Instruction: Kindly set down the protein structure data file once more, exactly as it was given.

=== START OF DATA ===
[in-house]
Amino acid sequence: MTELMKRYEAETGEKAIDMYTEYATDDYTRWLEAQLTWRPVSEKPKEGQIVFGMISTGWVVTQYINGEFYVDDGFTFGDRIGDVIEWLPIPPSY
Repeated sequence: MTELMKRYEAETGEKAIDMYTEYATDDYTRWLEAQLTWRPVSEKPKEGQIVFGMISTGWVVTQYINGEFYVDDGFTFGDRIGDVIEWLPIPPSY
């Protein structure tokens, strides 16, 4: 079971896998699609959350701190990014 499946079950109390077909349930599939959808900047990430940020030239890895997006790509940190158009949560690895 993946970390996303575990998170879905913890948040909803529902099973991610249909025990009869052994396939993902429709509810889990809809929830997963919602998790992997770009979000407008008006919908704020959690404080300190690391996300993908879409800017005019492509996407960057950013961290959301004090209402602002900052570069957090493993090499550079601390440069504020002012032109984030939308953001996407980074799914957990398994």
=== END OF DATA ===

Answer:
[in-house]
Amino acid sequence: MTELMKRYEAETGEKAIDMYTEYATDDYTRWLEAQLTWRPVSEKPKEGQIVFGMISTGWVVTQYINGEFYVDDGFTFGDRIGDVIEWLPIPPSY
Repeated sequence: MTELMKRYEAETGEKAIDMYTEYATDDYTRWLEAQLTWRPVSEKPKEGQIVFGMISTGWVVTQYINGEFYVDDGFTFGDRIGDVIEWLPIPPSY
């Protein structure tokens, strides 16, 4: 079971896998699609959350701190990014 499946079950109390077909349930599939959808900047990430940020030239890895997006790509940190158009949560690895 993946970390996303575990998170879905913890948040909803529902099973991610249909025990009869052994396939993902429709509810889990809809929830997963919602998790992997770009979000407008008006919908704020959690404080300190690391996300993908879409800017005019492509996407960057950013961290959301004090209402602002900052570069957090493993090499550079601390440069504020002012032109984030939308953001996407980074799914957990398994």